St. Paul Public Schools, the state’s second largest school district and the largest district in Ramsey County, has already announced it will start the school year with all students distance learning and will revisit the decision in late September.
— David H. Montgomery | MPR News
COVID-19 peacetime emergency extended for another 30 days
The peacetime emergency that Gov. Tim Walz has used to manage Minnesota’s coronavirus response will last at least another 30 days.
In a unanimous vote Wednesday, the state Executive Council extended his authority. It gives the Walz administration power to spend money and issue directives without running them past the Legislature first.
“While obviously a great deal has changed since March, some things remain the same, which is we are very much in the middle of the active pandemic and require rapid actions to do our best to keep this epidemic under control,” Health Commissioner Jan Malcolm said.
Republican legislators argue the Walz powers have been in place for too long and should be reined in. Walz first declared the health emergency in March.
— Brian Bakst | MPR News
Professors say they worry about students and their families: Universities and colleges have different plans for returning to teaching this fall, and there are specific needs for many classroom settings. As faculty and instructors prepare to teach, they worry about their students and their families.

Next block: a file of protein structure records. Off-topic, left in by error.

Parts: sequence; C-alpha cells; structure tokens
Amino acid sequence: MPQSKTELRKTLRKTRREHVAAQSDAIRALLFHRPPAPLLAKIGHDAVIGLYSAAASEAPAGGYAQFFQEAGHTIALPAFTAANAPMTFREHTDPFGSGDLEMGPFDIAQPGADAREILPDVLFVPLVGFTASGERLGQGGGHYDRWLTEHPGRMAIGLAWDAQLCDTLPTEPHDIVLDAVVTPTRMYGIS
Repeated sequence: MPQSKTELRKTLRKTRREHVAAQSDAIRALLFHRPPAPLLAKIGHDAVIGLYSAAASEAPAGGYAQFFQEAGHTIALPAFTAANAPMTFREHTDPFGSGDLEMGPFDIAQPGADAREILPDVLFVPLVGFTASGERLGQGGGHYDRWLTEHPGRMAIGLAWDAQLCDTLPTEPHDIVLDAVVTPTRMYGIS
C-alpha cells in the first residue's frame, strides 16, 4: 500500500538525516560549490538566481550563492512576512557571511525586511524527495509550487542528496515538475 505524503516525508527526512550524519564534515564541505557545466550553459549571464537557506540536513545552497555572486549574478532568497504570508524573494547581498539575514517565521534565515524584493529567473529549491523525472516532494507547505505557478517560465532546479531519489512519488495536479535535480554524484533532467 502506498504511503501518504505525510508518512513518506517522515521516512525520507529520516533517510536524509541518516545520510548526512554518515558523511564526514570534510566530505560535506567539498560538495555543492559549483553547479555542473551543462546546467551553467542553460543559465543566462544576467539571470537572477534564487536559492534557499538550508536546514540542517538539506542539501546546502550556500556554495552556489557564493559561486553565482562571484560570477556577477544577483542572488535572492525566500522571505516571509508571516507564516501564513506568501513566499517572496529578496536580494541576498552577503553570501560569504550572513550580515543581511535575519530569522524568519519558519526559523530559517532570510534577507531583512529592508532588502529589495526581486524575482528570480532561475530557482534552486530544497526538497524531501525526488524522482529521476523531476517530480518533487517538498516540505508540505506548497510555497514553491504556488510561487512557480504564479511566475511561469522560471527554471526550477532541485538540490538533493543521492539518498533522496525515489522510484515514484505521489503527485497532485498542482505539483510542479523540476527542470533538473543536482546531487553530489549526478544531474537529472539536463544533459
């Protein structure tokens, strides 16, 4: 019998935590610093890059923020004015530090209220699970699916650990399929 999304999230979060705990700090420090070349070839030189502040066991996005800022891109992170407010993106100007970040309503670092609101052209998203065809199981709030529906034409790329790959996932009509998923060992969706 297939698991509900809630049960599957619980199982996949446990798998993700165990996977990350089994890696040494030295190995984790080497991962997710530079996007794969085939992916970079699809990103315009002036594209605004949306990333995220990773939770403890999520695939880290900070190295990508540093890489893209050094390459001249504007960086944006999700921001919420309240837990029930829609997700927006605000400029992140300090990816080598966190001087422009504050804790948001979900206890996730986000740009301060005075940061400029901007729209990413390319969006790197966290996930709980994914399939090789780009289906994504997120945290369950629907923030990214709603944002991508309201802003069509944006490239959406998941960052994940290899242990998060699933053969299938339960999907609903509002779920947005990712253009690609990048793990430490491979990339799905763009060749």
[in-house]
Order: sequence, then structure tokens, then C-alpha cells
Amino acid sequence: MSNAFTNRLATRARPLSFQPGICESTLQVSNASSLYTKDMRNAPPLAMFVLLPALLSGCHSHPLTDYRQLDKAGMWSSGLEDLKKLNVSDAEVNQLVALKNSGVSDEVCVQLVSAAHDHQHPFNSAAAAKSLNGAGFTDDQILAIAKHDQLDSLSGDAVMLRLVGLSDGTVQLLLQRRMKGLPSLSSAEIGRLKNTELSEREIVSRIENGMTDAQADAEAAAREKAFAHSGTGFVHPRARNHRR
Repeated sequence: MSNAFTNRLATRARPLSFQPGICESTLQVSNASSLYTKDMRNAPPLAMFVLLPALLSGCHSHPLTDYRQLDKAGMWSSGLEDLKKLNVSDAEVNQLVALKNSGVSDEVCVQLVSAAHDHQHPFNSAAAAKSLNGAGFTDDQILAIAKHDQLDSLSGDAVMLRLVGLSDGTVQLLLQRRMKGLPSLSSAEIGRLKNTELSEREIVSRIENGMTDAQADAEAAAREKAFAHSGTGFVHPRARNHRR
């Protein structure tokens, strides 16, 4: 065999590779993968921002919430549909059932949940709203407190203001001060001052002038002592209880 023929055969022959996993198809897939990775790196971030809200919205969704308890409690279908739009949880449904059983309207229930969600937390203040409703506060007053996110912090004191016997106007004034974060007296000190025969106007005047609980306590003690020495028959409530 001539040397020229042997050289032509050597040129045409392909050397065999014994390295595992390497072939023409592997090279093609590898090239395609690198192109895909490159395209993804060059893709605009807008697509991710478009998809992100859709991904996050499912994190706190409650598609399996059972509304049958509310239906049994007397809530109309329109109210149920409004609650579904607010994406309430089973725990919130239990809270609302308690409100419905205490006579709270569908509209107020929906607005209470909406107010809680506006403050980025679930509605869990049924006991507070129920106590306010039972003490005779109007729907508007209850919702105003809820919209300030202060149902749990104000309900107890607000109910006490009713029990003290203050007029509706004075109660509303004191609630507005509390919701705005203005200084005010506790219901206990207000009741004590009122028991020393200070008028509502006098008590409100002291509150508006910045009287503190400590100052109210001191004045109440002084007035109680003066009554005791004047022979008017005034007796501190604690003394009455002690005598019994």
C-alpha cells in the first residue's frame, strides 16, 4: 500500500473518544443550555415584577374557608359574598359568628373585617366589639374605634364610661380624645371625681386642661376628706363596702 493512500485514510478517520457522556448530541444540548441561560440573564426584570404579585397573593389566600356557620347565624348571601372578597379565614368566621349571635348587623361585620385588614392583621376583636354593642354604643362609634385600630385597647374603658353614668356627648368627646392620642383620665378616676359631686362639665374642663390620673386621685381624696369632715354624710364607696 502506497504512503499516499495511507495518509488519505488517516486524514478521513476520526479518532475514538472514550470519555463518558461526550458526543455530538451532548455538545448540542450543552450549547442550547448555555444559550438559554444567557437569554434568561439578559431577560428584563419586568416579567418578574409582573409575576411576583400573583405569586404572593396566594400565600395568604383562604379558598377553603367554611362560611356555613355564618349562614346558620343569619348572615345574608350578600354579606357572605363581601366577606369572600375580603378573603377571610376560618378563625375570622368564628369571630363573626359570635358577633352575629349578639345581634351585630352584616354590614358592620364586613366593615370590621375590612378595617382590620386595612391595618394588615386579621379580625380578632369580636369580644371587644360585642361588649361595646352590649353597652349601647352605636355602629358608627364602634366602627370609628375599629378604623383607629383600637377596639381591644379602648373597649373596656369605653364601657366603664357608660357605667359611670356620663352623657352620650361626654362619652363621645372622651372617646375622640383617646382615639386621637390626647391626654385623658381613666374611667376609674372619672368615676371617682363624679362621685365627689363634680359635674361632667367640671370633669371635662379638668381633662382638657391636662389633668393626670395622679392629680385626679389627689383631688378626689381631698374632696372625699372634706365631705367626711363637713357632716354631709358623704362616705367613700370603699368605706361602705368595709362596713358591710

What does a COVID-19 ‘positivity rate’ really mean? One of the most important metrics for tracking the spread of COVID-19 in Minnesota is the “positivity rate” — or how prevalent positive cases of the disease are, when compared to the number of tests being done. Our data reporter takes a deep dive in explaining what’s behind the number.
COVID-19 in Minnesota
Data in these graphs are based off Minnesota Department of Health cumulative totals released at 11 a.m. daily. You can find more detailed statistics on COVID-19 at the Health Department website.
The coronavirus is transmitted through respiratory droplets, coughs and sneezes, similar to the way the flu can spread.